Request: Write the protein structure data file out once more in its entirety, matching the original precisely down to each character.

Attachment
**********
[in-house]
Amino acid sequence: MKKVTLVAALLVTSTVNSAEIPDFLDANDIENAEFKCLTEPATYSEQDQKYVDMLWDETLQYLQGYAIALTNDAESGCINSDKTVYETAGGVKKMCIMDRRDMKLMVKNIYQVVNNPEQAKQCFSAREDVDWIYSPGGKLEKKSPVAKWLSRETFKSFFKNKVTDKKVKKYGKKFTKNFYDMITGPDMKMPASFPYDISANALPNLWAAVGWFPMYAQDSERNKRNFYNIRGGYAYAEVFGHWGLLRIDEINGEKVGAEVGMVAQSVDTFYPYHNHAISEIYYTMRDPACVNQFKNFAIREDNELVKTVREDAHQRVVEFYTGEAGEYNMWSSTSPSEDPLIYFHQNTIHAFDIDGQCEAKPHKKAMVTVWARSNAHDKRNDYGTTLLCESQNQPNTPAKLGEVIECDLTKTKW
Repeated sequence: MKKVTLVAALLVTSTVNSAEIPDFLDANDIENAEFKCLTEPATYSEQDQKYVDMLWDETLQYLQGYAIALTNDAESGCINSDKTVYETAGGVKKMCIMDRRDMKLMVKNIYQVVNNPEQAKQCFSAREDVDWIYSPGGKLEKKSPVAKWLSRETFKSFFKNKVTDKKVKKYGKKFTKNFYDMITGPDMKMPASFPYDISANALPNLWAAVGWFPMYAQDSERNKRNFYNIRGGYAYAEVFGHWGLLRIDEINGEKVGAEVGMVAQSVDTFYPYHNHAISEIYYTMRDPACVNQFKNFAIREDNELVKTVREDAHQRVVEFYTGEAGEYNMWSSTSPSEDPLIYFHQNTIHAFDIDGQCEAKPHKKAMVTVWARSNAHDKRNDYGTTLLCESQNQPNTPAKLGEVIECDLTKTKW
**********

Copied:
[in-house]
Amino acid sequence: MKKVTLVAALLVTSTVNSAEIPDFLDANDIENAEFKCLTEPATYSEQDQKYVDMLWDETLQYLQGYAIALTNDAESGCINSDKTVYETAGGVKKMCIMDRRDMKLMVKNIYQVVNNPEQAKQCFSAREDVDWIYSPGGKLEKKSPVAKWLSRETFKSFFKNKVTDKKVKKYGKKFTKNFYDMITGPDMKMPASFPYDISANALPNLWAAVGWFPMYAQDSERNKRNFYNIRGGYAYAEVFGHWGLLRIDEINGEKVGAEVGMVAQSVDTFYPYHNHAISEIYYTMRDPACVNQFKNFAIREDNELVKTVREDAHQRVVEFYTGEAGEYNMWSSTSPSEDPLIYFHQNTIHAFDIDGQCEAKPHKKAMVTVWARSNAHDKRNDYGTTLLCESQNQPNTPAKLGEVIECDLTKTKW
Repeated sequence: MKKVTLVAALLVTSTVNSAEIPDFLDANDIENAEFKCLTEPATYSEQDQKYVDMLWDETLQYLQGYAIALTNDAESGCINSDKTVYETAGGVKKMCIMDRRDMKLMVKNIYQVVNNPEQAKQCFSAREDVDWIYSPGGKLEKKSPVAKWLSRETFKSFFKNKVTDKKVKKYGKKFTKNFYDMITGPDMKMPASFPYDISANALPNLWAAVGWFPMYAQDSERNKRNFYNIRGGYAYAEVFGHWGLLRIDEINGEKVGAEVGMVAQSVDTFYPYHNHAISEIYYTMRDPACVNQFKNFAIREDNELVKTVREDAHQRVVEFYTGEAGEYNMWSSTSPSEDPLIYFHQNTIHAFDIDGQCEAKPHKKAMVTVWARSNAHDKRNDYGTTLLCESQNQPNTPAKLGEVIECDLTKTKW